FRANCE AGAINST HERSELF by Herbert Luethy

FRANCE AGAINST HERSELF

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KIRKUS REVIEW

A fascinating dissection of a country by a Swiss political commentator and historian, this views the ""eternal"" France in contrast to the contemporary, everyday reality and, with a precis of its past, identifies and inventories the characteristics, alive or ossified, that survive today. From the national structure, to the Third Republic, to colonial France, and up to 1953, he weighs and measures, analyzes and investigates the moral and material tests; he reviews the nationalism which is the ""disease of a nation which is in search of- or has already -- lost her self""; he traces the convulsions and storm upon storm which have beset the people; he follows the path of decay and brooding decline of the postwar years; and in an epilogue sums up the more recent events of a more optimistic atmosphere. This is a good choice for the serious readers of contemporary history and international affairs, and the translation by Eric Mosbacher reflects the arresting turn of phrase and idea of the original, which loses none of the stimulating qualities acclaimed abroad.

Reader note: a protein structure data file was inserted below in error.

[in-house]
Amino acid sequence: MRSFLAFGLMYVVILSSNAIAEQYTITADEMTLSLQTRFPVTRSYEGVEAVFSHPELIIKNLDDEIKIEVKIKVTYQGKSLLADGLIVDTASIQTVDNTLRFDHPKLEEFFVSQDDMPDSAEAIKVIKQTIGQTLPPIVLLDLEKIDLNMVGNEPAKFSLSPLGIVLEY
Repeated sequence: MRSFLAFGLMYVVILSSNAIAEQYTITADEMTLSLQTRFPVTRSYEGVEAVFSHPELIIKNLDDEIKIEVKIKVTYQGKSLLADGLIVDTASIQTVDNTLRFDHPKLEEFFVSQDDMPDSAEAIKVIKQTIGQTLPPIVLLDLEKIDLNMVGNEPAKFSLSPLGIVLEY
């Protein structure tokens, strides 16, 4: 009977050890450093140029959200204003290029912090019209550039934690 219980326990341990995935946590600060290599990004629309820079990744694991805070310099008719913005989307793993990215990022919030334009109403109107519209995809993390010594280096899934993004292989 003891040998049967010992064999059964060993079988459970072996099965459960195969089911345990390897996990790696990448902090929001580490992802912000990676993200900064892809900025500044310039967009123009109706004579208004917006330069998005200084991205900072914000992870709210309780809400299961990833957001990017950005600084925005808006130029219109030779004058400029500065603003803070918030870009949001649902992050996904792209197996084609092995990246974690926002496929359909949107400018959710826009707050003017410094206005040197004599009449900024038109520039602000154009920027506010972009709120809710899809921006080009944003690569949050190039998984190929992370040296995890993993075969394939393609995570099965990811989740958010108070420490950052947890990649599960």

Pub Date: June 28th, 1955
Publisher: Praeger